It’s finally quiet. Prime time to get working on that manuscript. But instead, you clean the kitchen and fold the laundry. When you run out of housework, you sit down and swear you’re going to write. You’ve picked out the perfect music. You’ve got your favorite beverage within arm’s reach. Your laptop’s open. But instead of writing, you’re on social media again. Then someone calls you and asks if you want to hang out. You say yes, telling yourself that writing is something you can fit in at any time, after all. It’s okay to put it off a bit longer.
We’ve all been in situations like this, where we have good intentions, but we don’t know how to make ourselves move forward. Our focus lapses. Our motivation wanes. Instant gratification gets in the way of our goals, and we’re left regretting all the time we obviously should have spent working, but didn’t. Why does this happen?
When we freeze, we encounter writer’s block. We run out of words, get stuck in a plot hole, or our characters stop cooperating.
When we flee from our writing fears, we procrastinate. We go from website to website, get lost in research, or we don’t sit down in the chair at all.
People who procrastinate are usually considered lazy and unmotivated. This can be true, but most people who put things off till the last minute don’t see it that way. Sometimes they really are too busy, and the list of high-priority items on their lists keep getting bigger and bigger. And sometimes, according to Nicole Brouwer’s class from Storymakers this year, it’s a sign of fear.
When we are put in physical danger, our reaction to that danger falls into one of three categories: fight, flight, or freeze. But our brain has the same types of reactions to social dangers. They just look a little different.
Our social fight reflexes manifest as negative self-talk and imposter syndrome. We tell ourselves our writing isn’t good enough. We say our stories will never make an impact. Why keep trying? Even if we publish our work, we’ll never be a “real” author.
What could writers possibly be afraid of? Those who have never written often don’t understand what it’s like to painstakingly put your heart and soul on a page and hand it out to be praised or criticized. What it’s like to wonder if a project you’ve spent countless hours on will catch anyone’s interest or make a difference, or if it will get lost in a sea of stories that are better than yours. What it’s like to finally finish, only to be told over and over again by the publishing world that your story “isn’t right” for them. All of these things are terrifying. Brouwer’s class taught me that our brain considers these dangers just as much of a threat as physical ones.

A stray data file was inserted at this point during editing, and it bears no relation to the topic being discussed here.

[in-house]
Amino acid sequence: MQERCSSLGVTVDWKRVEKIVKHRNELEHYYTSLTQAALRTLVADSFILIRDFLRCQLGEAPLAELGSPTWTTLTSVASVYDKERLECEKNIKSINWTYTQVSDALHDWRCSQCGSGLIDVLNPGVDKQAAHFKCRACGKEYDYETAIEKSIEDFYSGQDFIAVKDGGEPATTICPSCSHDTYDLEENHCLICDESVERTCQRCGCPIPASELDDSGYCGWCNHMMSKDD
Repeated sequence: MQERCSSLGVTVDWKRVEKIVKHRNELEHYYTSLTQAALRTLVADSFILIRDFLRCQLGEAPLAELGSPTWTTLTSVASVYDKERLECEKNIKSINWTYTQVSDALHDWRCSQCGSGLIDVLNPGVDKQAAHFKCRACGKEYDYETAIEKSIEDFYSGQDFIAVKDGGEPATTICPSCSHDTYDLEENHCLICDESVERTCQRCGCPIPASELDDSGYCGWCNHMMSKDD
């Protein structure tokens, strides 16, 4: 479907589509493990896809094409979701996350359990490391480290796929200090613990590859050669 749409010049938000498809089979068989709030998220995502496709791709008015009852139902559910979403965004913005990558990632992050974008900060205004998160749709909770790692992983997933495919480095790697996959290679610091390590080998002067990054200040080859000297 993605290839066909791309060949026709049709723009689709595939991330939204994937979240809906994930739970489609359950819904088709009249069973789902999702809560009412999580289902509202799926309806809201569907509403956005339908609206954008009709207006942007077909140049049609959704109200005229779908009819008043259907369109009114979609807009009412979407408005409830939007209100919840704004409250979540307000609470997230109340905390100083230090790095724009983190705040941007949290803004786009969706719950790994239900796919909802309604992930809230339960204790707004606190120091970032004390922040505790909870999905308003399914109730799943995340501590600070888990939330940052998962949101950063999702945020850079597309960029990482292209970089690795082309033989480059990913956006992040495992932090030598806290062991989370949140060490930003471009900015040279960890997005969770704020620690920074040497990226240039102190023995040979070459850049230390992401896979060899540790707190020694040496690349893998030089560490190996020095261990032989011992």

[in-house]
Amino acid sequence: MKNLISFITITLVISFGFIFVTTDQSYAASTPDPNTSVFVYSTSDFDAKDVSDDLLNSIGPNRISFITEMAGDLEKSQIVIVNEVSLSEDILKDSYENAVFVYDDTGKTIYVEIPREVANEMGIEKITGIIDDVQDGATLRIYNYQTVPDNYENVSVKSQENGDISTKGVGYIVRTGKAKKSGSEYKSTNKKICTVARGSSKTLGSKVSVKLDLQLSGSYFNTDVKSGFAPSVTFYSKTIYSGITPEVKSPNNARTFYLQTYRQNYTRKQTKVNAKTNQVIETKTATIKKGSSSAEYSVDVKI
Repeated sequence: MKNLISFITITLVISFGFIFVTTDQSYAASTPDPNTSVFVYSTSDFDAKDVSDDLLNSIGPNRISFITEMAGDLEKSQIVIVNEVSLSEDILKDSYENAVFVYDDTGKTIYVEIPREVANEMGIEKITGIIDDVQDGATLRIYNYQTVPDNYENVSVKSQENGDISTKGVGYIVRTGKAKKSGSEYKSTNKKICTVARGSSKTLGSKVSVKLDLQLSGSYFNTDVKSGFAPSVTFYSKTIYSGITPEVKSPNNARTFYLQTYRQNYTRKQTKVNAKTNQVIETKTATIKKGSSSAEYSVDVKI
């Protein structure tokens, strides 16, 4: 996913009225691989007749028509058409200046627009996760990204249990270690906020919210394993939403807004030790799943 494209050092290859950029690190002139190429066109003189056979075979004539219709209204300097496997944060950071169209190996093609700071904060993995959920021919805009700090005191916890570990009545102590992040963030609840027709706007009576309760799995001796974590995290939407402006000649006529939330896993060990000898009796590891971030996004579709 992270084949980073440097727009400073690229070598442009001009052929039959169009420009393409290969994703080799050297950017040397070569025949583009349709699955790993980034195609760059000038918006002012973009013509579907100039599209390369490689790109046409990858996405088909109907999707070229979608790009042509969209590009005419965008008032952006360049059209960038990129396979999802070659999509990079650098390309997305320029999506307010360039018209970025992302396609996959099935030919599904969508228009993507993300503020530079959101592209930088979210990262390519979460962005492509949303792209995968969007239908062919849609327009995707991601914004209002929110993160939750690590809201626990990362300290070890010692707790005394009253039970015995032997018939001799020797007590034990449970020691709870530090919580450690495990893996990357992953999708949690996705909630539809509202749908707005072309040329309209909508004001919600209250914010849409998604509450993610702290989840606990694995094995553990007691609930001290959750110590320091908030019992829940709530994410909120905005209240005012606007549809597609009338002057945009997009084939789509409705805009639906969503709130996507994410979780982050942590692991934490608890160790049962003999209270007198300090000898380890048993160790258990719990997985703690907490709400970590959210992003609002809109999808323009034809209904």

That’s right. Even though you’re far less likely to die by embarrassment than by a pack of rabid dogs, our brain doesn’t differentiate between the two as much as people think.
This kind of procrastination is meant to help us—to keep us safe from all the negative things that can happen after we share our work. But if we ever want to complete our projects, we have to fight our way past it. How on earth do we do that?
According to Brouwer, there are two main things you can try:
Procrastination holds us all back at some point. Many of us look back at all the things we wish we’d accomplished but put off until it was too late. Thankfully, we can all make the decision now to not give in to our fears. We can commit, like Bree did last week, to put our butt in the chair and get the job done.
Remember, you’re not alone in this! Find your fellow writers wherever you are and on social media. The struggle isn’t so hard when you have the right people supporting you. Let us know how your writing journey is going by using #WritingThroughBrambles on Twitter, Facebook, and Instagram, and we’ll be there for you, too.
What do you do to beat your urge to procrastinate?
Rachel V. White has lived in Utah all her life, and has been writing fiction nearly as long. “Starsworn” is her debut published work, but as long as her husband, three children, and over-anxious dog cooperate, there will certainly be more to come. Be sure to watch for "Shattered Snow," her first audiobook narration project, coming soon!
We're all writers, we're all moms, writing our way through the "brambles" of life and our stories.